TITLE

Epitope-Specific Mechanisms of IGF1R Inhibition by Ganitumab

AUTHOR(S)
Calzone, Frank J.; Cajulis, Elaina; Chung, Young-Ah; Tsai, Mei- Mei; Mitchell, Petia; Lu, John; Chen, Ching; Sun, Jilin; Radinsky, Robert; Kendall, Richard; Beltran, Pedro J.
PUB. DATE
February 2013
SOURCE
PLoS ONE;Feb2013, Vol. 8 Issue 2, p1
SOURCE TYPE
Academic Journal
DOC. TYPE
Article
ABSTRACT
Background: Therapeutic antibodies targeting the IGF1R have shown diverse efficacy and safety signals in oncology clinical trials. The success of these agents as future human therapeutics depends on understanding the specific mechanisms by which these antibodies target IGF1R signaling. Methodology/Principal Findings: A panel of well-characterized assays was used to investigate the mechanisms by which ganitumab, a fully human anti-IGF1R antibody undergoing clinical testing, inhibits IGF1R activity. Epitope mapping using IGF1R subdomains localized the ganitumab binding site to the L2 domain. Binding of ganitumab inhibited the high-affinity interaction of IGF-1 and IGF-2 required to activate IGF1R in cells engineered for IGF1R hypersensitivity and in human cancer cell lines, resulting in complete blockade of ligand-induced cellular proliferation. Inhibition of IGF1R activity by ganitumab did not depend on endosomal sequestration, since efficient ligand blockade was obtained without evidence of receptor internalization and degradation. Clinically relevant concentrations of ganitumab also inhibited the activation of hybrid receptors by IGF-1 and IGF-2. Ganitumab was not an agonist of homodimeric IGF1R or hybrid receptors in MCF-7 and COLO 205 cells, but low-level IGF1R activation was detected in cells engineered for IGF1R hypersensitivity. This activation seems biologically irrelevant since ganitumab completely inhibited ligand-driven proliferation. The in vivo efficacy profile of ganitumab was equivalent or better than CR and FnIII-1 domain-specific antibodies, alone or in combination with irinotecan. CR domain-specific antibodies only blocked IGF-1 binding to IGF1R but were more potent than ganitumab at inducing homodimer and hybrid receptor downregulation in vitro, however this difference was less obvious in vivo. No inhibition of hybrid receptors was observed with the FnIII-1 domain antibodies, which were relatively strong homodimer and hybrid agonists. Conclusions/Significance: The safety and efficacy profile of ganitumab and other anti-IGF1R antibodies may be explained by the distinct molecular mechanisms by which they inhibit receptor signaling.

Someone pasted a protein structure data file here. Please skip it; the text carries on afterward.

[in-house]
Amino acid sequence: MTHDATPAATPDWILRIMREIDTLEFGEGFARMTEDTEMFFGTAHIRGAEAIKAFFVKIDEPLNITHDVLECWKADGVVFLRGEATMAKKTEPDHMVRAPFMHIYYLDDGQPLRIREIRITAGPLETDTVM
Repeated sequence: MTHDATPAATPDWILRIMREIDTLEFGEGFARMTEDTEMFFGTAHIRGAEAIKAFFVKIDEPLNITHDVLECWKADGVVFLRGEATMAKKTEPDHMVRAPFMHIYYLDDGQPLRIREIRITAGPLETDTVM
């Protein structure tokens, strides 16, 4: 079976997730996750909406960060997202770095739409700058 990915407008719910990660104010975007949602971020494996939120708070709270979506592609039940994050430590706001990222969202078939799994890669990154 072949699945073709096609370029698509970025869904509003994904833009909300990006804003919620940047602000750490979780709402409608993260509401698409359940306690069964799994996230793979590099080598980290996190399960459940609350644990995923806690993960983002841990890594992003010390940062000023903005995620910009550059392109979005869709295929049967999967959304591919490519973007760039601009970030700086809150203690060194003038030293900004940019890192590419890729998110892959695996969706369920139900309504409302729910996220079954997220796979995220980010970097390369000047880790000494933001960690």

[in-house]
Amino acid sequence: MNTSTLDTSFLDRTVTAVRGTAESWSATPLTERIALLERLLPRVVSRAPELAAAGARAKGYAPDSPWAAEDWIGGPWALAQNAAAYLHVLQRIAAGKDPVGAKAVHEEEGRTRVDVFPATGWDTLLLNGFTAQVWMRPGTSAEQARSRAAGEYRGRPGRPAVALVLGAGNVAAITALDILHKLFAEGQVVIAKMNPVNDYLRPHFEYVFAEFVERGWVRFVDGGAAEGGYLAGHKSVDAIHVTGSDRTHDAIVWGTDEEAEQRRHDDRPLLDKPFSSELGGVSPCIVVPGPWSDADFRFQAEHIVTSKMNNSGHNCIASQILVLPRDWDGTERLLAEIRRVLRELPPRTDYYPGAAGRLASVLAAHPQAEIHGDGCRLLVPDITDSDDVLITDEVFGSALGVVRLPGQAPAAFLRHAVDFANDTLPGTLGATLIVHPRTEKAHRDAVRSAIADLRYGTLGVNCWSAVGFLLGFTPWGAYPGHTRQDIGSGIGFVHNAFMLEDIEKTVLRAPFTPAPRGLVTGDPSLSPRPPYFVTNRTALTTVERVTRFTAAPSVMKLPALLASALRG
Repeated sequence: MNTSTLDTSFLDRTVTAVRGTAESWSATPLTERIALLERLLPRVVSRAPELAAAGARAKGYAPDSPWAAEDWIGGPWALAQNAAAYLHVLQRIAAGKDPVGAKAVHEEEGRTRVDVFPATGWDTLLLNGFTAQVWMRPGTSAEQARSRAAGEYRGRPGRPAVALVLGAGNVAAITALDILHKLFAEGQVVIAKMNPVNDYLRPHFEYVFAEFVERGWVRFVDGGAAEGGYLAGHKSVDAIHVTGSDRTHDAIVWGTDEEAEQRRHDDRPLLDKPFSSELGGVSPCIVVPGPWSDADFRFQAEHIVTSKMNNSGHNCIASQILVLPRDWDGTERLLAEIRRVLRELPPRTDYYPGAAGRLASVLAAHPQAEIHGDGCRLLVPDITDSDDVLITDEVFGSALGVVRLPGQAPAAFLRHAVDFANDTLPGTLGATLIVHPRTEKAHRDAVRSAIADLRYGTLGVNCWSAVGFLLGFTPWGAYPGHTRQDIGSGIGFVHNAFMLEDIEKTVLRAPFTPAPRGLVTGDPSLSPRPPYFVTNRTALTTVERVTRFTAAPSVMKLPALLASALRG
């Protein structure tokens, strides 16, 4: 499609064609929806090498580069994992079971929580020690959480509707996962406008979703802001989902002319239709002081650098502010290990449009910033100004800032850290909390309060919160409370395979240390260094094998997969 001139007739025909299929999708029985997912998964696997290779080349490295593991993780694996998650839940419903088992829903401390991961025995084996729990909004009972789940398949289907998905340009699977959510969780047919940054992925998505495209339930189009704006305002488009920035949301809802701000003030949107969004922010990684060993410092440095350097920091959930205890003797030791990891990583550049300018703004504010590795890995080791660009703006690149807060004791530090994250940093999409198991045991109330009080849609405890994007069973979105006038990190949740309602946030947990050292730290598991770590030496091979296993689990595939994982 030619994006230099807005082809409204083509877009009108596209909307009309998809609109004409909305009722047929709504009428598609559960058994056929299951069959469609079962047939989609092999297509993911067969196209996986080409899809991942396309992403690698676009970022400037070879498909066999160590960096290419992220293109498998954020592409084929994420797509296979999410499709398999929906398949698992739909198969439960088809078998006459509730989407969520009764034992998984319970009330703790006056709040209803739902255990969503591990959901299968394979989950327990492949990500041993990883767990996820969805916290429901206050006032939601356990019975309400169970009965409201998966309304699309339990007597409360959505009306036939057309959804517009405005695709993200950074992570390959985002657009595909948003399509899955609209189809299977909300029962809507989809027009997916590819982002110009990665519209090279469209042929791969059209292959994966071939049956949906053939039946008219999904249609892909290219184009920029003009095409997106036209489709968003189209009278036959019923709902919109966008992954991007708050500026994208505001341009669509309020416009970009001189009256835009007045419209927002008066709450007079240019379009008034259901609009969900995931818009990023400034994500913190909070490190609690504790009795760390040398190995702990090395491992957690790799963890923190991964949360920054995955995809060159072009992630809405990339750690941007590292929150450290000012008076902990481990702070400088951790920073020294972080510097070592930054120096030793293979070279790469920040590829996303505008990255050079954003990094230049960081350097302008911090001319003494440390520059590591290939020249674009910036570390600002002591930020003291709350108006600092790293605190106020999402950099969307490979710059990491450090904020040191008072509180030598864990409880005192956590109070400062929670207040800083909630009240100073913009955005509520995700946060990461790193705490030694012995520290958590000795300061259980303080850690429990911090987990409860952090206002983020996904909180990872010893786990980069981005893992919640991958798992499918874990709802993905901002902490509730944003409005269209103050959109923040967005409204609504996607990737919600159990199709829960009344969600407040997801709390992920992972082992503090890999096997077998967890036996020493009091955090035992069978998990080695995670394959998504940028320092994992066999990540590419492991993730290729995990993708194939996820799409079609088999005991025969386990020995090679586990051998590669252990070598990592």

ACCESSION #
87623608

 

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